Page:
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talking about bacon. he's making a big mistake picking a fight with other republicans because republican party shrinking in new england and northeast part of the country. i'm trying to grow the party by talking about libertarian ideas of privacy and the internet and attacking me isn't helping the party, he's hurting the party. >> bill, is this a preview of what we'll be seeing in 2016 in the primaries? >> very likely. the republican party is splitting all over the place. there's this libertarian wing represented by rand paul which just scares the notable republicans. chris christie who is the leading spokesman for the republican establishment. he knows how to hang on in very blue states like new jersey. >> and, mav, just to touch upon that a little bit more. senator christie agreed to meet with him. >> if he wants to break bread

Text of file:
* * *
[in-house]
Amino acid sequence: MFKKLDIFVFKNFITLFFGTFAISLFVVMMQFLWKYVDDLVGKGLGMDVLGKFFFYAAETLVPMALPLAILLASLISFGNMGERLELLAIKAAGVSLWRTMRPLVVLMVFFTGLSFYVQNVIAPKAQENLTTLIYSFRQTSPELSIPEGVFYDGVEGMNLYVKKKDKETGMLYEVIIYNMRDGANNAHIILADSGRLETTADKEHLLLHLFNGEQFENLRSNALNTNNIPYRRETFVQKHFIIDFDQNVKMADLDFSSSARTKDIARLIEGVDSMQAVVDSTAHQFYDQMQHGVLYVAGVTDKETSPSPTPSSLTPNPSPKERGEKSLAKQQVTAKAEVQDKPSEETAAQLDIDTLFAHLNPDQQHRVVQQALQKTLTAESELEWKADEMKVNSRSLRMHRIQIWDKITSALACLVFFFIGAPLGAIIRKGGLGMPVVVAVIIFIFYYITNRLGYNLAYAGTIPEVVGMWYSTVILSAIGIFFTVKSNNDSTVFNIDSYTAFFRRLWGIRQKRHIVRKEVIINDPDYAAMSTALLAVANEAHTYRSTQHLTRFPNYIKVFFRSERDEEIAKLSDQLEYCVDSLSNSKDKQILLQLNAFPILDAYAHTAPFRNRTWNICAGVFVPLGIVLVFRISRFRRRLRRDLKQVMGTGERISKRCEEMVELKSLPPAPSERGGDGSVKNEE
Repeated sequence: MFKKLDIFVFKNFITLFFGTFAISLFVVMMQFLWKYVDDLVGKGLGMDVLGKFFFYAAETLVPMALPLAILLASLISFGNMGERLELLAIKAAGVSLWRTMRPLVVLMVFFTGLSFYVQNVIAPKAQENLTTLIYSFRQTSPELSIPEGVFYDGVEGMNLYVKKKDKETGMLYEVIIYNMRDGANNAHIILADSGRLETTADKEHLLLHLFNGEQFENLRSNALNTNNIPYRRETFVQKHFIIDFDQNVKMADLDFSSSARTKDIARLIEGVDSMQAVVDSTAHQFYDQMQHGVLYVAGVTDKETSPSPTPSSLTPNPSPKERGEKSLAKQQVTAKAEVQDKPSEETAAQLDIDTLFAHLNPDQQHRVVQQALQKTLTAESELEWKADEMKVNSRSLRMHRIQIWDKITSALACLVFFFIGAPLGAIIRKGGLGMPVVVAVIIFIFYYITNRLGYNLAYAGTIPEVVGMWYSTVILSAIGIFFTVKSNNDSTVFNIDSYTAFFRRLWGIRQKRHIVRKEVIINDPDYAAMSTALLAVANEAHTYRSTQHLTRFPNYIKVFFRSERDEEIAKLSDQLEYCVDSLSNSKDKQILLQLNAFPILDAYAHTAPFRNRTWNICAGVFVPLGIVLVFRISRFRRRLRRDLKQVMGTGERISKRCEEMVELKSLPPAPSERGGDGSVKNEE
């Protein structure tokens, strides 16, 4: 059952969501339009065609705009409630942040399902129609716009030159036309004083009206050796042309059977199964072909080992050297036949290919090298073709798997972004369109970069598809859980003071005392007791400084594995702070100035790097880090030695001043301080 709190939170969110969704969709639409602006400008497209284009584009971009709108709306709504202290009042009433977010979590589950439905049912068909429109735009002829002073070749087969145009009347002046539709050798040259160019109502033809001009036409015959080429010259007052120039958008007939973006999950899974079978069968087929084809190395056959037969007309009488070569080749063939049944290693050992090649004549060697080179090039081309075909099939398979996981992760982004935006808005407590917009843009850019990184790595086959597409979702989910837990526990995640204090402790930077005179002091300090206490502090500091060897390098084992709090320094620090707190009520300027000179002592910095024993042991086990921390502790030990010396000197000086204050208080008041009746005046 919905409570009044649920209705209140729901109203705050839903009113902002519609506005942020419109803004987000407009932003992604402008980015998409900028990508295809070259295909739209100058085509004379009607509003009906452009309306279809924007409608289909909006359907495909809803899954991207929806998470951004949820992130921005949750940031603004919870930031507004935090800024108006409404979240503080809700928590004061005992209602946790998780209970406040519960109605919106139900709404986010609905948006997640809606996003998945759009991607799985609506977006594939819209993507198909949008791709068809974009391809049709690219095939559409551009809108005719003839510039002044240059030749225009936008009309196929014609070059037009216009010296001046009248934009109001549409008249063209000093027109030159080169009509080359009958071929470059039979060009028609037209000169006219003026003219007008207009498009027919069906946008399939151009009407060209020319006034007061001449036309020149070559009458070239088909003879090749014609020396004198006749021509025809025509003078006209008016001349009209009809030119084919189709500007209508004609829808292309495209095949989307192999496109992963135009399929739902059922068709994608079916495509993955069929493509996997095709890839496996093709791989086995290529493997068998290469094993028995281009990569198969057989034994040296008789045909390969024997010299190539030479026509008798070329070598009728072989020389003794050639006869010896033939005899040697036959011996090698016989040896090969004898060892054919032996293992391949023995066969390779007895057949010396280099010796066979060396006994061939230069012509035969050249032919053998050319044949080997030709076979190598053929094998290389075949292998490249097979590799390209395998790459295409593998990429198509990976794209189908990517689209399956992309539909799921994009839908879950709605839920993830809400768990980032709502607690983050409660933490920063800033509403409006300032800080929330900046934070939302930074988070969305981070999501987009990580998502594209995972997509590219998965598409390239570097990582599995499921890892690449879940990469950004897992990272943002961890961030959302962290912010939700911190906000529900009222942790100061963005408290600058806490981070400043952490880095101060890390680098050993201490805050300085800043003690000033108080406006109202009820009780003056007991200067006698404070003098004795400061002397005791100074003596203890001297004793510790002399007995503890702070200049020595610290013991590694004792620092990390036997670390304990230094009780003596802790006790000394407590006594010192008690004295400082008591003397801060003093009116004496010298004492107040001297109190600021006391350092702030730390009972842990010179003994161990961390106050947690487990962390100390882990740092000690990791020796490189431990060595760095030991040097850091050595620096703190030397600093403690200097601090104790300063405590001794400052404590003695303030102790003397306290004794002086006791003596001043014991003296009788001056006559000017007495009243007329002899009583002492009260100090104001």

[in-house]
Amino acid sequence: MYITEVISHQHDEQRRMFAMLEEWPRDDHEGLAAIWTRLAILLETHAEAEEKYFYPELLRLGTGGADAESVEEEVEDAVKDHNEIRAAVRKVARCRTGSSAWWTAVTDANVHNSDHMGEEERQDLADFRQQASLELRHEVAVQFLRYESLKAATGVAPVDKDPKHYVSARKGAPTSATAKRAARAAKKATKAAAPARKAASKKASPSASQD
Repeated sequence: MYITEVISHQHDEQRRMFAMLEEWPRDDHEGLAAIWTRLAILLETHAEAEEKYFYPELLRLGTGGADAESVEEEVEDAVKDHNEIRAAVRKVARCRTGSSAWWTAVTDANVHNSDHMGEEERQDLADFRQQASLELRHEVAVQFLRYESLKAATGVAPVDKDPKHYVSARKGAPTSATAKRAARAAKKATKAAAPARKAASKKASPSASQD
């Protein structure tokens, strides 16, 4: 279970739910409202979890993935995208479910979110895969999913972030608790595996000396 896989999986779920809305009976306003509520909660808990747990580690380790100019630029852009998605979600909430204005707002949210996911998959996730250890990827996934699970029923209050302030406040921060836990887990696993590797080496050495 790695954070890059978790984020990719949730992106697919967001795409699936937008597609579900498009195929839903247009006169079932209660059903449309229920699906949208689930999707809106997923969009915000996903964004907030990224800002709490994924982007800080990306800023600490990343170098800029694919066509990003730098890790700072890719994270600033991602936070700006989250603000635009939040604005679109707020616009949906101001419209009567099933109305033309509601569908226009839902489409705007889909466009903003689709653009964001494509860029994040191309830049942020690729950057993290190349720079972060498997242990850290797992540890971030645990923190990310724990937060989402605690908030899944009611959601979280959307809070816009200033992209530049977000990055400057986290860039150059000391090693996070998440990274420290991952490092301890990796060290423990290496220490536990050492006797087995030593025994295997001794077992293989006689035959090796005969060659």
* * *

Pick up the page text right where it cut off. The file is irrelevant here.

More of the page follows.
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and see if we can find some common ground, i think it would ha help the party to not have us feuding. >> that did not get a warm response from the governor. let's listen to that. >> sit down and -- >> i am running and if i find myself in washington, i will look him up. i don't expect to be there any time soon, i have work to do here. so, how much of this is really about these two men and how much is about a larger ideological battle in the party? >> well, i think it's about a larger ideological battle in the party but 2016 looks really fun if we have these kind of insults flying back and forth this early. these two men represent the opposite polls of the republican party and a lot of people who are concerned that on the republican side that chris christie is too moderate where rand paul, others see as being